“I fully understand the concern of families,” said Denise Specht, president of Education Minnesota, the state’s teachers’ union. “If the district gives that kind of notice, it can put people in a bind. “
The changed schedules are a recognition of staff stress, she said, adding that some schools had so many missing staff that they struggled to provide “meaningful” education.
But when the winter break ends, teachers, paraprofessionals and caretakers will revert to the same system, Specht said.
She predicted some staff would resign throughout the year and said more creativity with the schedule – an early exit day here, a workshop day for teachers reassigned there – will offer a “good short-term solution” to what should be a persistent problem. problem.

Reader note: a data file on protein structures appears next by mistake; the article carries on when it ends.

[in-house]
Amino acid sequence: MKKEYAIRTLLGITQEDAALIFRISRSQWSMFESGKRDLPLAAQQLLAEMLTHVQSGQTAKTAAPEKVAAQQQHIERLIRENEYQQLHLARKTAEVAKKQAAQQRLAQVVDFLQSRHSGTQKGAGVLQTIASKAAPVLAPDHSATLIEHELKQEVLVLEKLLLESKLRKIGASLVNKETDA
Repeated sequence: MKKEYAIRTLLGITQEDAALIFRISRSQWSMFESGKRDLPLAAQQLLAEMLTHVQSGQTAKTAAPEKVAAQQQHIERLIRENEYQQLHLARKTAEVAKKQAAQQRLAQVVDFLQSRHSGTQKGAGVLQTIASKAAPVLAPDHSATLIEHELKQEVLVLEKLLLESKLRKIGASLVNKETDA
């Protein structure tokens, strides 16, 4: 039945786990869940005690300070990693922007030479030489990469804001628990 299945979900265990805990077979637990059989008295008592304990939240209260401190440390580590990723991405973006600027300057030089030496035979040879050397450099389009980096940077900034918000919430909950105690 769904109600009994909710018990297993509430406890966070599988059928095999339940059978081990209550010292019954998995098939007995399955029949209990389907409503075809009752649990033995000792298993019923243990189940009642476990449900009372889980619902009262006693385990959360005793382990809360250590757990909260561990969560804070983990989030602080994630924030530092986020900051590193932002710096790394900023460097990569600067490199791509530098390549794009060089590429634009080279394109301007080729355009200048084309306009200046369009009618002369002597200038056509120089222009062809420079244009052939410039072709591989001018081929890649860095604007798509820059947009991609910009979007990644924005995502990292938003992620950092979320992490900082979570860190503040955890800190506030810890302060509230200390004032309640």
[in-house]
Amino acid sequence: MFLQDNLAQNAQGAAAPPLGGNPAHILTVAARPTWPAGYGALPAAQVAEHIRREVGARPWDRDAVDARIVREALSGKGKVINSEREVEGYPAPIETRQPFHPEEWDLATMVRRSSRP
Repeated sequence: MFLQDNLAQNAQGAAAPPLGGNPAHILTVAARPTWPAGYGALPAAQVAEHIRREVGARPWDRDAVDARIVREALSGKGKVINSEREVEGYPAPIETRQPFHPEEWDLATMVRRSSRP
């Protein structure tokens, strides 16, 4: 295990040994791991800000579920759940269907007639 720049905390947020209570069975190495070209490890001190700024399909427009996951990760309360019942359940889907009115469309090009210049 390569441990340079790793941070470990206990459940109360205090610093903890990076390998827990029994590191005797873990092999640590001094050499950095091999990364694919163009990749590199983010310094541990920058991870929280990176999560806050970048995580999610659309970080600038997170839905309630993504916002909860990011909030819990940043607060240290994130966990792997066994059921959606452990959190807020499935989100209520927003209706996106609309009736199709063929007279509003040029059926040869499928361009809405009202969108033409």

Several districts have already added new days off for students throughout the winter and spring so teachers can plan or track professional development.
Staff shortages abound
In the state’s largest district, the magnitude of the staff shortage is profound. Even though everyone showed up to work at Anoka-Hennepin Schools, there are still around 250 positions open this year, Superintendent David Law said.
Three years ago, on average, on Fridays, the district had 20 classrooms in which the teacher was absent and no replacement could be found. Now there are 120 to 140 classrooms for which there is no substitute available on Fridays, Law said.
The district knew that the Wednesday before winter break would be a high day of absence, Law said, adding that it made sense to acknowledge it and take the day off. Anoka-Hennepin also added January 3 to her winter break.